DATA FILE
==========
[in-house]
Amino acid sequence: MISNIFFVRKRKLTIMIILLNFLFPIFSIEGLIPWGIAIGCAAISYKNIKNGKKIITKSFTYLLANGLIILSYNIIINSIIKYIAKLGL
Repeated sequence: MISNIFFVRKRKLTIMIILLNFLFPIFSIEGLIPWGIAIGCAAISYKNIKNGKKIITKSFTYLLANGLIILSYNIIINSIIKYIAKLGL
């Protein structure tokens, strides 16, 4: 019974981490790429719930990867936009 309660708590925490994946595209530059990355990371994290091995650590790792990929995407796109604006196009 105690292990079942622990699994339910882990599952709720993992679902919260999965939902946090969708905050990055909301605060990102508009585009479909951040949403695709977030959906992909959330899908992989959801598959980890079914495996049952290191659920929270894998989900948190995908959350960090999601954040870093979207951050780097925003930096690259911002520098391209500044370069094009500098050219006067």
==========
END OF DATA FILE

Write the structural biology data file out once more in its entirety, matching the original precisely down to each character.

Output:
[in-house]
Amino acid sequence: MISNIFFVRKRKLTIMIILLNFLFPIFSIEGLIPWGIAIGCAAISYKNIKNGKKIITKSFTYLLANGLIILSYNIIINSIIKYIAKLGL
Repeated sequence: MISNIFFVRKRKLTIMIILLNFLFPIFSIEGLIPWGIAIGCAAISYKNIKNGKKIITKSFTYLLANGLIILSYNIIINSIIKYIAKLGL
């Protein structure tokens, strides 16, 4: 019974981490790429719930990867936009 309660708590925490994946595209530059990355990371994290091995650590790792990929995407796109604006196009 105690292990079942622990699994339910882990599952709720993992679902919260999965939902946090969708905050990055909301605060990102508009585009479909951040949403695709977030959906992909959330899908992989959801598959980890079914495996049952290191659920929270894998989900948190995908959350960090999601954040870093979207951050780097925003930096690259911002520098391209500044370069094009500098050219006067």